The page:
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PATIENT STORY

An elderly woman is in the office for a physical examination. While looking in her mouth, you see a torus at the midline on the hard palate (Figure 35-1). She states that she has had this for her whole adult life and it does not bother her. You explain to her that it is a torus palatinus and that nothing needs to be done. She is pleased to know the name of this lump and even happier to know that it is not harmful.

FIGURE 35-1

Torus palatinus in a 67-year-old man. The patient was asymptomatic and this was an incidental finding. (Reproduced with permission from Richard P. Usatine, MD.)

INTRODUCTION

Torus palatinus is a benign bony exostosis (bony growth) occurring in the midline of the hard palate. Torus mandibularis often presents as multiple benign bony exostoses on the floor of the mouth. Two less common tori are the torus maxillaris, located near the upper premolars and torus auditivus, usually located on the floor of the external acoustic meatus.1

EPIDEMIOLOGY

  • Most common bony maxillofacial exostosis, unclear origin.

  • Usually in adults older than 30 years of age.

  • Prevalence of torus palatinus ranges from 9.5% to 26.9%; among ethnic groups, the range is wider (0.9% in Vietnamese to 33.8% among African Americans).2 Prevalence of torus mandibularis is about 6%.1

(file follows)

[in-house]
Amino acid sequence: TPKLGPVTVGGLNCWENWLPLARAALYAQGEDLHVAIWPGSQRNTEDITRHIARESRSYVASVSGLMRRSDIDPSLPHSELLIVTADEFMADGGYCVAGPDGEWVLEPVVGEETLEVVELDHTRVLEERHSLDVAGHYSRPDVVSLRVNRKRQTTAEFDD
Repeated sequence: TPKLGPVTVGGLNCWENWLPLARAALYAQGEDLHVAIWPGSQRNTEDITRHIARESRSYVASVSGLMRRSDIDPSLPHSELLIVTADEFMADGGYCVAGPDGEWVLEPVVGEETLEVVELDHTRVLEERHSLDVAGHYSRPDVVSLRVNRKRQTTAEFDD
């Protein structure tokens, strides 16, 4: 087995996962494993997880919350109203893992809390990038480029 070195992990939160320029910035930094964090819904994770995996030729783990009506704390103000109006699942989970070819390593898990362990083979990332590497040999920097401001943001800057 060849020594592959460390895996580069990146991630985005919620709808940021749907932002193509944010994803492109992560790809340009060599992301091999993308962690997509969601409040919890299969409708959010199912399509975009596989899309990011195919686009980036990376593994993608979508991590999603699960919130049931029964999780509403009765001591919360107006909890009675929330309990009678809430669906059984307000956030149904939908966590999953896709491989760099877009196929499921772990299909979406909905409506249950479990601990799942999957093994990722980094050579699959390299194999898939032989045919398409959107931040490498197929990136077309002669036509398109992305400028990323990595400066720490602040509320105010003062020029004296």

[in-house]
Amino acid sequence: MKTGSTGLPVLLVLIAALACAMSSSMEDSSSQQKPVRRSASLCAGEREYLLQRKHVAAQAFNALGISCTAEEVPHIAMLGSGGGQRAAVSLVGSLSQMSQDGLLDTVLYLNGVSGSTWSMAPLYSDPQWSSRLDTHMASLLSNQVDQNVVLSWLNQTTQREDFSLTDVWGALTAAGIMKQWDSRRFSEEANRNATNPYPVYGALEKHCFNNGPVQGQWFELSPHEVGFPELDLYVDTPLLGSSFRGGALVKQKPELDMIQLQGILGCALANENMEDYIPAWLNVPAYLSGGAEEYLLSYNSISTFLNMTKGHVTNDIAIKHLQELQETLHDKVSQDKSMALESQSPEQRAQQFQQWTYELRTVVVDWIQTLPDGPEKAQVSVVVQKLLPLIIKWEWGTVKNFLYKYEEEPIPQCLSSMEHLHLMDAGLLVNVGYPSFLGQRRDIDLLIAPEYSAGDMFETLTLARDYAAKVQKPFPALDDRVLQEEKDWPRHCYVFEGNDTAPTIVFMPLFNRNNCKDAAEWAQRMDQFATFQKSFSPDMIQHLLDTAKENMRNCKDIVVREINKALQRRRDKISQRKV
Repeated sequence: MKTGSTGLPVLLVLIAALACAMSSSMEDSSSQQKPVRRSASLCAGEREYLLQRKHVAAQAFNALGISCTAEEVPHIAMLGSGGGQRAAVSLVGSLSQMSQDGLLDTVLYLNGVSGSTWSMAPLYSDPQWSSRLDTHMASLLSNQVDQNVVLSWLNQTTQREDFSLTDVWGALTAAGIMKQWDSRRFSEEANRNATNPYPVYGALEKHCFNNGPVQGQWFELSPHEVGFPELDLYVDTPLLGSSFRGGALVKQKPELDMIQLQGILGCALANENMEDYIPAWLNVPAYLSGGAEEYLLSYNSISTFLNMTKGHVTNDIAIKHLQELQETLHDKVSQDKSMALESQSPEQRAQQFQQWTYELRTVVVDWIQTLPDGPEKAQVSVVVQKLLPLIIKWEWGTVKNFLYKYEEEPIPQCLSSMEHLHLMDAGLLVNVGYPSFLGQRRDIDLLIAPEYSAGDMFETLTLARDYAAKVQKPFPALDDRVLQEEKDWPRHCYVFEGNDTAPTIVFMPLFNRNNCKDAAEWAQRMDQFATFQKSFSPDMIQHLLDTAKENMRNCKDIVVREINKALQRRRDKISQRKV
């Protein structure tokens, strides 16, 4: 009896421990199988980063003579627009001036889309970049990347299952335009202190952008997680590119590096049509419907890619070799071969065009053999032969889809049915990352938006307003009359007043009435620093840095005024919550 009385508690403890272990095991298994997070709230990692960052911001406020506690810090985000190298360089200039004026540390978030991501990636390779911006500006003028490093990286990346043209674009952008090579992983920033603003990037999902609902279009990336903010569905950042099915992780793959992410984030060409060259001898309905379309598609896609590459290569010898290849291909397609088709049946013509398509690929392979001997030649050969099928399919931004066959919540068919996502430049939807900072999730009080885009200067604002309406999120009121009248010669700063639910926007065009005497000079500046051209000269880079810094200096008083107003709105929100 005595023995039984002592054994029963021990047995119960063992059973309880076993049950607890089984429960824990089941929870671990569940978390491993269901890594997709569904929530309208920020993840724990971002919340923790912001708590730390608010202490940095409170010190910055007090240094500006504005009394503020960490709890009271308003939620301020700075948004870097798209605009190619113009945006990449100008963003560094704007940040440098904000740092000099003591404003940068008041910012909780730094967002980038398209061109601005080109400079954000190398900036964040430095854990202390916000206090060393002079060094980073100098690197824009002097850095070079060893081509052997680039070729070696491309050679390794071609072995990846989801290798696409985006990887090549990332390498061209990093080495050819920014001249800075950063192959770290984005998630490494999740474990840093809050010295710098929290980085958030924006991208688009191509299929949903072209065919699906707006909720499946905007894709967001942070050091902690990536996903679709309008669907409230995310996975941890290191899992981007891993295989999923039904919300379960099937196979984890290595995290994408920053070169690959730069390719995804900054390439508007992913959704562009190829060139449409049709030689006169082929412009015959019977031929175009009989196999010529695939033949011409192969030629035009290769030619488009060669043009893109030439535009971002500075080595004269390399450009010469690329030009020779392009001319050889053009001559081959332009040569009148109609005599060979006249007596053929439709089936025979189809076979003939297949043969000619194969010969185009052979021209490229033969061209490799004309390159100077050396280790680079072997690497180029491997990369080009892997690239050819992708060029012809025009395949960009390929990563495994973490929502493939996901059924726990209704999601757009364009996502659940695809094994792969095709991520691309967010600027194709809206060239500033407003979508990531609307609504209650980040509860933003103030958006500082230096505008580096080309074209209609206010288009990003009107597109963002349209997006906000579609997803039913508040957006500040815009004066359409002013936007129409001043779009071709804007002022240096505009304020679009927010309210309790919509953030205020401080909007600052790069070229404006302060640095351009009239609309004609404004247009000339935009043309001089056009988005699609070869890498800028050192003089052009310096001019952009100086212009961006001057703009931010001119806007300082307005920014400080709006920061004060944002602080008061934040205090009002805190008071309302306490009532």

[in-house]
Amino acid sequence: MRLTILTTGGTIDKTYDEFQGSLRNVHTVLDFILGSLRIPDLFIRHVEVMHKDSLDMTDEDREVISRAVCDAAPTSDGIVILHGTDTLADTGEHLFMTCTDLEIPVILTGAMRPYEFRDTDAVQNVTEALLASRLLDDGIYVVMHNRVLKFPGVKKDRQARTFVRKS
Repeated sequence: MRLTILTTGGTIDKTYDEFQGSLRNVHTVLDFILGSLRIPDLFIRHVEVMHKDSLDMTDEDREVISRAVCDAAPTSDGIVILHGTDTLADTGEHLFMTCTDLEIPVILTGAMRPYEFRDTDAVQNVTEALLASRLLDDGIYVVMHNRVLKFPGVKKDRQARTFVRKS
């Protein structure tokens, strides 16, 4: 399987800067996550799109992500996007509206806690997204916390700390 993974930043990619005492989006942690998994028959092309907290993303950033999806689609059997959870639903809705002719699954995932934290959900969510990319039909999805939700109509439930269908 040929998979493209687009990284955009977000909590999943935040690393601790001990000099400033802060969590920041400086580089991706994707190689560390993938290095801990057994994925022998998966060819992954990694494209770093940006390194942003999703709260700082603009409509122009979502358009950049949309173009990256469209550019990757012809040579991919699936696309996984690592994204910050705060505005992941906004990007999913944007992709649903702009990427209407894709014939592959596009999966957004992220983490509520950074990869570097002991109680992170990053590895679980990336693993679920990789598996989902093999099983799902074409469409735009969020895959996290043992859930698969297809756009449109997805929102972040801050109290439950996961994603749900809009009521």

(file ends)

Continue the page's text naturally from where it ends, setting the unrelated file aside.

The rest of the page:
• More common in women than men for torus palatinus; the reverse is true for torus mandibularis.1

  • Some populations seem to be more predisposed (e.g., Middle Eastern).3

  • An autosomal dominant inheritance is postulated for the oral tori.1

DIAGNOSIS

CLINICAL FEATURES

  • Hard lump protruding from the hard palate into the mouth covered with normal mucous membrane (Figure 35-2).

  • Small size (<2 mm) appear most frequent (70% to 91%).2

  • Shapes include flat, nodular, lobular, or spindle-shaped; nodular appear most common.2

FIGURE 35-2

Torus mandibularis seen under the tongue caused by bony exostoses. Note these are bilateral and appear similar to a torus palatinus. Although this patient had multiple untreated dental problems, the tori were asymptomatic and this was an incidental finding. (Reproduced with permission from Richard P. Usatine, MD.)

TYPICAL DISTRIBUTION

  • Midline hard palate.

DIFFERENTIAL DIAGNOSIS

  • Torus mandibularis is also a bony exostosis but is found under the tongue. These appear similar to a torus palatinus but are usually bilateral (80%) rather than midline (see Figure 35-2).

  • Squamous cell carcinoma is not as hard and the mucous membranes are usually ulcerated. Mucous membranes are normal in appearance with torus palatinus unless traumatized.

  • Adenoid cystic carcinoma is a rare ...

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